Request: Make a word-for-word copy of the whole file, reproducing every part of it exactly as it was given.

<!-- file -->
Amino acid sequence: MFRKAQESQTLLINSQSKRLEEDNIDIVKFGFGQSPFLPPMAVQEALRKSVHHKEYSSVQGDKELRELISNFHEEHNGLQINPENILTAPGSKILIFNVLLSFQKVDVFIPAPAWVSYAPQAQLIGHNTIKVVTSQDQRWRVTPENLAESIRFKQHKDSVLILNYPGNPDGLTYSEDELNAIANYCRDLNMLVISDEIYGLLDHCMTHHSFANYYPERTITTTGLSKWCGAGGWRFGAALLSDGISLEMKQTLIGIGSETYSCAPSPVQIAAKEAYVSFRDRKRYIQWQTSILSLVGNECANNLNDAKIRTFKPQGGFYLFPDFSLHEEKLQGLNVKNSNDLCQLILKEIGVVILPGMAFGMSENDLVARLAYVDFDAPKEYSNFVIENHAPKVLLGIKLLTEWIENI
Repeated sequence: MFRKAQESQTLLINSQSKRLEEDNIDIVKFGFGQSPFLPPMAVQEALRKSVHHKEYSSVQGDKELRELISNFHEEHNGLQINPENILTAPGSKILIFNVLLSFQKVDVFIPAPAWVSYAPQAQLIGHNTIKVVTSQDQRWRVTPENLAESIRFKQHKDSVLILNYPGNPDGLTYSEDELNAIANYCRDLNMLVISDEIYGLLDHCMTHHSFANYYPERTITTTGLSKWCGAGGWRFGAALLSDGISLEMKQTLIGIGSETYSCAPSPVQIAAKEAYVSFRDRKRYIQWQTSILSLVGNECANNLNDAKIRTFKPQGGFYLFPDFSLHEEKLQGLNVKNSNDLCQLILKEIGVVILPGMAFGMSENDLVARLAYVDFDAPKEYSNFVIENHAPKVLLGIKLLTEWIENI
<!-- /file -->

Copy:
Amino acid sequence: MFRKAQESQTLLINSQSKRLEEDNIDIVKFGFGQSPFLPPMAVQEALRKSVHHKEYSSVQGDKELRELISNFHEEHNGLQINPENILTAPGSKILIFNVLLSFQKVDVFIPAPAWVSYAPQAQLIGHNTIKVVTSQDQRWRVTPENLAESIRFKQHKDSVLILNYPGNPDGLTYSEDELNAIANYCRDLNMLVISDEIYGLLDHCMTHHSFANYYPERTITTTGLSKWCGAGGWRFGAALLSDGISLEMKQTLIGIGSETYSCAPSPVQIAAKEAYVSFRDRKRYIQWQTSILSLVGNECANNLNDAKIRTFKPQGGFYLFPDFSLHEEKLQGLNVKNSNDLCQLILKEIGVVILPGMAFGMSENDLVARLAYVDFDAPKEYSNFVIENHAPKVLLGIKLLTEWIENI
Repeated sequence: MFRKAQESQTLLINSQSKRLEEDNIDIVKFGFGQSPFLPPMAVQEALRKSVHHKEYSSVQGDKELRELISNFHEEHNGLQINPENILTAPGSKILIFNVLLSFQKVDVFIPAPAWVSYAPQAQLIGHNTIKVVTSQDQRWRVTPENLAESIRFKQHKDSVLILNYPGNPDGLTYSEDELNAIANYCRDLNMLVISDEIYGLLDHCMTHHSFANYYPERTITTTGLSKWCGAGGWRFGAALLSDGISLEMKQTLIGIGSETYSCAPSPVQIAAKEAYVSFRDRKRYIQWQTSILSLVGNECANNLNDAKIRTFKPQGGFYLFPDFSLHEEKLQGLNVKNSNDLCQLILKEIGVVILPGMAFGMSENDLVARLAYVDFDAPKEYSNFVIENHAPKVLLGIKLLTEWIENI